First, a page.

President Obama basked Monday in what seems to be the end of the Gulf oil spill.
"The battle to stop the oil from flowing into the Gulf is just about over," Obama said at the White House.
"I made a commitment to the people of the Gulf Coast that I would stand by them not just until the well was closed but until they recovered from the damage that's been done," he said. "And that's a commitment my administration is going to keep."
The White House was touting a $3 billion payment from BP toward an eventual $20 billion restitution fund for victims of the Deepwater Horizon disaster, including those who rely on Gulf Coast waters for their livelihood.
It was a solid start on a goal Obama launched to address the environmental and economic toll of the spill.
But while he may eventually reap some political benefits for his management of the crisis, so far Obama's efforts have shown little result.
a USA Today/Gallup poll last week found 51 percent disapprove of Obama's handling of the spill, and improving conditions in the Gulf of Mexico have not demonstrably improved his standing in recent months.
Two separate polls in June and July found 53 percent said they disapproved of Obama's leadership in the disaster -- despite a major push by the administration to engage the problem and deal with it.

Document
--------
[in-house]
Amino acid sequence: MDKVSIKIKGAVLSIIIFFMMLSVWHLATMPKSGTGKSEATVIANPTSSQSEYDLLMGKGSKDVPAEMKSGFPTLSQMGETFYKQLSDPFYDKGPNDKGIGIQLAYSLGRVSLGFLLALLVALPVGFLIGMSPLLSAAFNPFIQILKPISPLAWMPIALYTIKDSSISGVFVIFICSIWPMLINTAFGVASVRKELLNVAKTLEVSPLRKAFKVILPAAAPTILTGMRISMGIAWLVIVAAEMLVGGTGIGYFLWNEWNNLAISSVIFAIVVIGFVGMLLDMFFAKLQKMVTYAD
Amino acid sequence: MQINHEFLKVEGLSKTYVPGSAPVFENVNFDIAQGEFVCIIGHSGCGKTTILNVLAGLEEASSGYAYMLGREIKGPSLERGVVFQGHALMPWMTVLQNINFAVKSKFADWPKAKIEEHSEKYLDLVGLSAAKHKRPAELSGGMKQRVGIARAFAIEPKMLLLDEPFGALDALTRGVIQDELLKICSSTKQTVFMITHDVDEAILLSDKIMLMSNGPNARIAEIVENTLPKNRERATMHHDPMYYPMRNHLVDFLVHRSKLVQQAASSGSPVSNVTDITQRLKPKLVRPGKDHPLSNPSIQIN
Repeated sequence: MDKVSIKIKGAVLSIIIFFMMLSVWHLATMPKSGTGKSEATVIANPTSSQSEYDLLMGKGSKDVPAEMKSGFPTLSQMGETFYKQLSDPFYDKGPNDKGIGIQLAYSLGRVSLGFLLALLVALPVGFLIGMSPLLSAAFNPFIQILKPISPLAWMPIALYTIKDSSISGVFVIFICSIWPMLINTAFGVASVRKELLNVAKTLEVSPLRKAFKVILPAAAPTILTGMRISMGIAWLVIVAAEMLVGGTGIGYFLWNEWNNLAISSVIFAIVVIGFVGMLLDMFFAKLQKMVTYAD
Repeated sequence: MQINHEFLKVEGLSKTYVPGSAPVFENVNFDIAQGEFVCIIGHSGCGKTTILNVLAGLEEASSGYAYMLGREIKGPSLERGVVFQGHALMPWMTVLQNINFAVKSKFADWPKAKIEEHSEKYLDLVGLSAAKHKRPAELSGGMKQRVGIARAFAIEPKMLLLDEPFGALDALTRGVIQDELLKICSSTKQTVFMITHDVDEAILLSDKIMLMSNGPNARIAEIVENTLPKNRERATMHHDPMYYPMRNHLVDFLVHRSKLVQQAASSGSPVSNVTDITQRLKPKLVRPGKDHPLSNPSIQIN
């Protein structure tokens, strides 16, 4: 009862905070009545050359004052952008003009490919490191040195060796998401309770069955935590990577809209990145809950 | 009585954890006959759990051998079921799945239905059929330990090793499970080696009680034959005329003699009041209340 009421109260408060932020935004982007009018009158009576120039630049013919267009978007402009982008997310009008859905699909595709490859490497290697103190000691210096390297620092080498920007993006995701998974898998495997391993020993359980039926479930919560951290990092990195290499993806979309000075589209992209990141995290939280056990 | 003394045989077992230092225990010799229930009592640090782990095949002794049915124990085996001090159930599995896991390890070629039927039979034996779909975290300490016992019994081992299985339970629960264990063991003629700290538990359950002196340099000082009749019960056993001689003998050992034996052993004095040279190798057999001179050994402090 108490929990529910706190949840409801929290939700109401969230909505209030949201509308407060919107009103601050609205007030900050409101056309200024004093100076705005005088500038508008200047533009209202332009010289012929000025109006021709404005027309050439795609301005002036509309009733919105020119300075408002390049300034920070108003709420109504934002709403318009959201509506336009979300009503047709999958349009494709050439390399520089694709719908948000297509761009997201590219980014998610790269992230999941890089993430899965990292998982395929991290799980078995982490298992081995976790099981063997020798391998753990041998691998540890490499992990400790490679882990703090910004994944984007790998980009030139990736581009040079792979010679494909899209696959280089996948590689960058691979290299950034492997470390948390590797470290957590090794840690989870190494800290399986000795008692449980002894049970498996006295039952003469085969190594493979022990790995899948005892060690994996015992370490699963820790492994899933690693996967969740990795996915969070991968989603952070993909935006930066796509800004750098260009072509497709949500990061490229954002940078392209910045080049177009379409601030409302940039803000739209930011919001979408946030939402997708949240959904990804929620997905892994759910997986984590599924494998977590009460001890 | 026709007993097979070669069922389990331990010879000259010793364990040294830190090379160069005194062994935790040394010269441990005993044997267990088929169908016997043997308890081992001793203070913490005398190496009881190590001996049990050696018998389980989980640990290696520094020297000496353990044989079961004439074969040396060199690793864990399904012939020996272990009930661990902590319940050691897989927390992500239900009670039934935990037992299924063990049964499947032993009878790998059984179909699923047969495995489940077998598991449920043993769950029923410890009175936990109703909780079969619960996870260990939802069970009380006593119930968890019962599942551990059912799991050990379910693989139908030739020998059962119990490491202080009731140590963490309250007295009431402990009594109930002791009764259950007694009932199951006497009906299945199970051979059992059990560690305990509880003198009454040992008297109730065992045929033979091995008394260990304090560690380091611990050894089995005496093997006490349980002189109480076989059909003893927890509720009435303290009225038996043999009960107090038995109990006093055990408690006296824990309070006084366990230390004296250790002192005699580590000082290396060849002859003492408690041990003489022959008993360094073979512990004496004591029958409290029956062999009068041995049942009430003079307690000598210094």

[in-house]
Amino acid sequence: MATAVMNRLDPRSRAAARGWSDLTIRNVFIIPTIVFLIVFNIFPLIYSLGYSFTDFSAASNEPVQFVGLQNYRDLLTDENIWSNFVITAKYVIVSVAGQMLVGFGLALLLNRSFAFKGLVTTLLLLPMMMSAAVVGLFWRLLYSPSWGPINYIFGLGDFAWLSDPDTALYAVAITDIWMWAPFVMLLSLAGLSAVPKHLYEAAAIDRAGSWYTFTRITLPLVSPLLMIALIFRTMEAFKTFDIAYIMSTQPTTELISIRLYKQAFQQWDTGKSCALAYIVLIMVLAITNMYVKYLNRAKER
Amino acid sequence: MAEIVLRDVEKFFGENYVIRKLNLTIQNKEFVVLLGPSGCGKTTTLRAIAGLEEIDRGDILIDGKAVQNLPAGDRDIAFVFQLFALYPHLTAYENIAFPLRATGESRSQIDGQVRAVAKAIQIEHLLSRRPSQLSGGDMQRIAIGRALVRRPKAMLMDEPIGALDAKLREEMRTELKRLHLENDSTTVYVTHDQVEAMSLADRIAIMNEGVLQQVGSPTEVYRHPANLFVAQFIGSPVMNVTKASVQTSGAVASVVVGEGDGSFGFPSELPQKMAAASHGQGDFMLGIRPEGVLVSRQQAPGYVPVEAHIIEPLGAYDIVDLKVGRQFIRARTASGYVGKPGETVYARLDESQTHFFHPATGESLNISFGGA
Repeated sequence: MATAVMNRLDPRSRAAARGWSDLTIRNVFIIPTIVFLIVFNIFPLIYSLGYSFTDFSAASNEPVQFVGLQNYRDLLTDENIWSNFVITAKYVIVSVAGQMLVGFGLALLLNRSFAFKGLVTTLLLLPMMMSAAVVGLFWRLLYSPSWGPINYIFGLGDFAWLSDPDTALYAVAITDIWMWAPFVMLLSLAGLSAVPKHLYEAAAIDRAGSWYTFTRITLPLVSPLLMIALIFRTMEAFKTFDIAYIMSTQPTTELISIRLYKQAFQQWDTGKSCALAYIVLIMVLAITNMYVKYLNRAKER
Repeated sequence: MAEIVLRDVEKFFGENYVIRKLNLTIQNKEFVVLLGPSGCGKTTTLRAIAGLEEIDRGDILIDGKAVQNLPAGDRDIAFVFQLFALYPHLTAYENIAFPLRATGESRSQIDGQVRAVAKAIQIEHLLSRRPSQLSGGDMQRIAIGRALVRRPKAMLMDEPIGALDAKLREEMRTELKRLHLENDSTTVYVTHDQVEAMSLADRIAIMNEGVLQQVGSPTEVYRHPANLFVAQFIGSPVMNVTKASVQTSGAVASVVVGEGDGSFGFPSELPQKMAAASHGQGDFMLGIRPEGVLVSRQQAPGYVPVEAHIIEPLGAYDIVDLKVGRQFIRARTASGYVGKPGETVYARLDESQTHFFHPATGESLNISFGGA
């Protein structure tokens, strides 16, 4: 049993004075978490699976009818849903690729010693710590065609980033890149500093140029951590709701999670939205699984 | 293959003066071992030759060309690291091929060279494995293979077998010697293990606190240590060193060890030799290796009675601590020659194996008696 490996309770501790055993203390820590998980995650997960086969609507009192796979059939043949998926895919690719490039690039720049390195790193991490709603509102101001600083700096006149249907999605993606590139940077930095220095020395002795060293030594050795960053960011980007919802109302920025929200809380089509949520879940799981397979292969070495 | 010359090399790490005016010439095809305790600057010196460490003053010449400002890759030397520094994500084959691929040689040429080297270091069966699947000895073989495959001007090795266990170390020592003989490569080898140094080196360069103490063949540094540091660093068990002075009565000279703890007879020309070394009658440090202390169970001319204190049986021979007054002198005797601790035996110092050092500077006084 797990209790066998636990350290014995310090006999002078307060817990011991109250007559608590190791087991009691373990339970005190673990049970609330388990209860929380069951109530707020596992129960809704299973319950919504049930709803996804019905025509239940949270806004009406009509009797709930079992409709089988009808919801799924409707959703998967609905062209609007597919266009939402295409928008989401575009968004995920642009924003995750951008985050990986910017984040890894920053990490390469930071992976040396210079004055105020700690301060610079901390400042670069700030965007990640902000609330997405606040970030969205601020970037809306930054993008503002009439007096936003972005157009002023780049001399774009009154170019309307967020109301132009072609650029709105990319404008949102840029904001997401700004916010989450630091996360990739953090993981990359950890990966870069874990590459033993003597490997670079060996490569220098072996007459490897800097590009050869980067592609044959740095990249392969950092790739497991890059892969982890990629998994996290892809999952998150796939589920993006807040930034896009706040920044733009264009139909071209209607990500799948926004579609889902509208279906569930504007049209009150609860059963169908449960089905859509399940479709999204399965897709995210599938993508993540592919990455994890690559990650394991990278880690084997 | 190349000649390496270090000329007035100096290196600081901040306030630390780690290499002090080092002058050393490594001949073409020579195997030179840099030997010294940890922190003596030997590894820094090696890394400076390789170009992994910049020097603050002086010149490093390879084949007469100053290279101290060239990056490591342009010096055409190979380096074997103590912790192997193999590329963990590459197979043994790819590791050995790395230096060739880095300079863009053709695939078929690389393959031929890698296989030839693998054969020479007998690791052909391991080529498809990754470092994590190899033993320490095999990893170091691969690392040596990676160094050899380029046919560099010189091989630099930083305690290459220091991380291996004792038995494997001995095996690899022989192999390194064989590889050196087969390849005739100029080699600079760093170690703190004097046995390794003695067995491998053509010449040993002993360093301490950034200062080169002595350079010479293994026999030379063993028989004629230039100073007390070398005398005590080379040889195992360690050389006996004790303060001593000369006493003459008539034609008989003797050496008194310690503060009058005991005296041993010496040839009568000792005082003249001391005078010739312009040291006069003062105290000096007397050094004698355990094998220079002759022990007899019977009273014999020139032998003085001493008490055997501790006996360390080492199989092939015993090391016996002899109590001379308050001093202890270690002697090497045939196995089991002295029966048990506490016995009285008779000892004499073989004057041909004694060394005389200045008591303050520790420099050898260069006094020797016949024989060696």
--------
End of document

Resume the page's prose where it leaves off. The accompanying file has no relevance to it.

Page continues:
"If you don't get out in front of it at the beginning, it's really hard to make claims of success later on," said George C. Edwards III, a political scientist at Texas A&M University.
The administration's initial, slow response and subdued early management of the crisis was too "no-drama Obama," without sufficient political vigor, Edwards said.
Obama early in the crisis installed Ret. Admiral Thad Allen, a former Coast Guard official, as national incident commander for the spill. Allen's stolid presence and military bearing gave some much-needed bulwark to the administration's response effort.
But the president remained somewhat detached, with regular briefings on the matter behind closed doors and trips to Gulf Coast -- including a planned family getaway this weekend -- that felt perfunctory.
Obama was unable to use the crisis as a wedge to push his climate bill through Congress as many environmental groups had hoped.
But "that was never going to happen because the administration never did the political work they needed to do a year ago to get that done," said Frank Maisano, an energy policy expert at Bracewell & Giuliani.
Maisano added of the climate bill, "This is a low-priority issue for most people. They just don't care that much. And at least a third of the Democratic caucus was queasy about doing it, anyway."